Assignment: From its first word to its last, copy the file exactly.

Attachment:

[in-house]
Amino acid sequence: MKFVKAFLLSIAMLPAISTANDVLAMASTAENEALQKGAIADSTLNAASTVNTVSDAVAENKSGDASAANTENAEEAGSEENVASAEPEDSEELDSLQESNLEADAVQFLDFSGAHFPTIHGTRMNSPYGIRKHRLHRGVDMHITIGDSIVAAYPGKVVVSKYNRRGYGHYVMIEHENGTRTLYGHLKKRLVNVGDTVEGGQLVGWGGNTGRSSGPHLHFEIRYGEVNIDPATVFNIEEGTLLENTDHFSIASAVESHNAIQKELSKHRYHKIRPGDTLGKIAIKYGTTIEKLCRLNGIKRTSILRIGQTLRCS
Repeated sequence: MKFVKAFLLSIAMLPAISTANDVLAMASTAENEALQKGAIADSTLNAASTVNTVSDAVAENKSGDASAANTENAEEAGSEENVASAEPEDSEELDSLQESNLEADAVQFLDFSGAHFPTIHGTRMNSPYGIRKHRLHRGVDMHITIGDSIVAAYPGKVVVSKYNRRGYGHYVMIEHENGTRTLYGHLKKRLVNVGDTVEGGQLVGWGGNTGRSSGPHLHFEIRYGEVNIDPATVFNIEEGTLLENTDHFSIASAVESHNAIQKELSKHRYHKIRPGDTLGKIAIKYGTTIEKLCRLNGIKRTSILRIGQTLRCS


[in-house]
Amino acid sequence: MKFVKAFLLSIAMLPAISTANDVLAMASTAENEALQKGAIADSTLNAASTVNTVSDAVAENKSGDASAANTENAEEAGSEENVASAEPEDSEELDSLQESNLEADAVQFLDFSGAHFPTIHGTRMNSPYGIRKHRLHRGVDMHITIGDSIVAAYPGKVVVSKYNRRGYGHYVMIEHENGTRTLYGHLKKRLVNVGDTVEGGQLVGWGGNTGRSSGPHLHFEIRYGEVNIDPATVFNIEEGTLLENTDHFSIASAVESHNAIQKELSKHRYHKIRPGDTLGKIAIKYGTTIEKLCRLNGIKRTSILRIGQTLRCS
Repeated sequence: MKFVKAFLLSIAMLPAISTANDVLAMASTAENEALQKGAIADSTLNAASTVNTVSDAVAENKSGDASAANTENAEEAGSEENVASAEPEDSEELDSLQESNLEADAVQFLDFSGAHFPTIHGTRMNSPYGIRKHRLHRGVDMHITIGDSIVAAYPGKVVVSKYNRRGYGHYVMIEHENGTRTLYGHLKKRLVNVGDTVEGGQLVGWGGNTGRSSGPHLHFEIRYGEVNIDPATVFNIEEGTLLENTDHFSIASAVESHNAIQKELSKHRYHKIRPGDTLGKIAIKYGTTIEKLCRLNGIKRTSILRIGQTLRCS